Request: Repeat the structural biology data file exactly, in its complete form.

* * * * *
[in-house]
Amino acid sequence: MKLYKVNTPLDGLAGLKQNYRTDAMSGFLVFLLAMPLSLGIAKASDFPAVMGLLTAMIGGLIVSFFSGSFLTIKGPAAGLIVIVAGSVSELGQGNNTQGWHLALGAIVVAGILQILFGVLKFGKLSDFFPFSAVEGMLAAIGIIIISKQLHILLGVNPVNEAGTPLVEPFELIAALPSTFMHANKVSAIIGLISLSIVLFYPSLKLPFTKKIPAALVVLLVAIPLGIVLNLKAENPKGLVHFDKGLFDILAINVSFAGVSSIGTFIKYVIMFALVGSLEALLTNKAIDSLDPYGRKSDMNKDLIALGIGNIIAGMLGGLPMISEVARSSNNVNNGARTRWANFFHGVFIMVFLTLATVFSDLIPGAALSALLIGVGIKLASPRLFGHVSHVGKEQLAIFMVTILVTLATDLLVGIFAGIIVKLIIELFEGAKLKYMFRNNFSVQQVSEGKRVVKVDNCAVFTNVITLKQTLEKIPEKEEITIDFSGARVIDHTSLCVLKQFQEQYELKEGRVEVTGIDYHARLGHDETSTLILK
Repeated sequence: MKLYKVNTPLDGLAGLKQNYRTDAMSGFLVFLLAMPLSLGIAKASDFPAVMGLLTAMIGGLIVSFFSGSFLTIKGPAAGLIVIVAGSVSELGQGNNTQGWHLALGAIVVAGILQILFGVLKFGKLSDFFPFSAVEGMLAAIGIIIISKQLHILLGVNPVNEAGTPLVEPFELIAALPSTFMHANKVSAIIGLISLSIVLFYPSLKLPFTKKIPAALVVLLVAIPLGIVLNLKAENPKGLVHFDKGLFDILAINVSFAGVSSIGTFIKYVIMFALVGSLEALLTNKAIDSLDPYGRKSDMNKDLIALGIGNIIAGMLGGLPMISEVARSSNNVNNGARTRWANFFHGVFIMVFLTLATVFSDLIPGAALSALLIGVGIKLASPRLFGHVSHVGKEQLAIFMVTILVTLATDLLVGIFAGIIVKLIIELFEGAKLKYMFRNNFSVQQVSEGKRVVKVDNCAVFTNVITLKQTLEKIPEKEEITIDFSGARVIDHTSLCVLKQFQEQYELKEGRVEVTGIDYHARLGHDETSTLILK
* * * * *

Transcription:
[in-house]
Amino acid sequence: MKLYKVNTPLDGLAGLKQNYRTDAMSGFLVFLLAMPLSLGIAKASDFPAVMGLLTAMIGGLIVSFFSGSFLTIKGPAAGLIVIVAGSVSELGQGNNTQGWHLALGAIVVAGILQILFGVLKFGKLSDFFPFSAVEGMLAAIGIIIISKQLHILLGVNPVNEAGTPLVEPFELIAALPSTFMHANKVSAIIGLISLSIVLFYPSLKLPFTKKIPAALVVLLVAIPLGIVLNLKAENPKGLVHFDKGLFDILAINVSFAGVSSIGTFIKYVIMFALVGSLEALLTNKAIDSLDPYGRKSDMNKDLIALGIGNIIAGMLGGLPMISEVARSSNNVNNGARTRWANFFHGVFIMVFLTLATVFSDLIPGAALSALLIGVGIKLASPRLFGHVSHVGKEQLAIFMVTILVTLATDLLVGIFAGIIVKLIIELFEGAKLKYMFRNNFSVQQVSEGKRVVKVDNCAVFTNVITLKQTLEKIPEKEEITIDFSGARVIDHTSLCVLKQFQEQYELKEGRVEVTGIDYHARLGHDETSTLILK
Repeated sequence: MKLYKVNTPLDGLAGLKQNYRTDAMSGFLVFLLAMPLSLGIAKASDFPAVMGLLTAMIGGLIVSFFSGSFLTIKGPAAGLIVIVAGSVSELGQGNNTQGWHLALGAIVVAGILQILFGVLKFGKLSDFFPFSAVEGMLAAIGIIIISKQLHILLGVNPVNEAGTPLVEPFELIAALPSTFMHANKVSAIIGLISLSIVLFYPSLKLPFTKKIPAALVVLLVAIPLGIVLNLKAENPKGLVHFDKGLFDILAINVSFAGVSSIGTFIKYVIMFALVGSLEALLTNKAIDSLDPYGRKSDMNKDLIALGIGNIIAGMLGGLPMISEVARSSNNVNNGARTRWANFFHGVFIMVFLTLATVFSDLIPGAALSALLIGVGIKLASPRLFGHVSHVGKEQLAIFMVTILVTLATDLLVGIFAGIIVKLIIELFEGAKLKYMFRNNFSVQQVSEGKRVVKVDNCAVFTNVITLKQTLEKIPEKEEITIDFSGARVIDHTSLCVLKQFQEQYELKEGRVEVTGIDYHARLGHDETSTLILK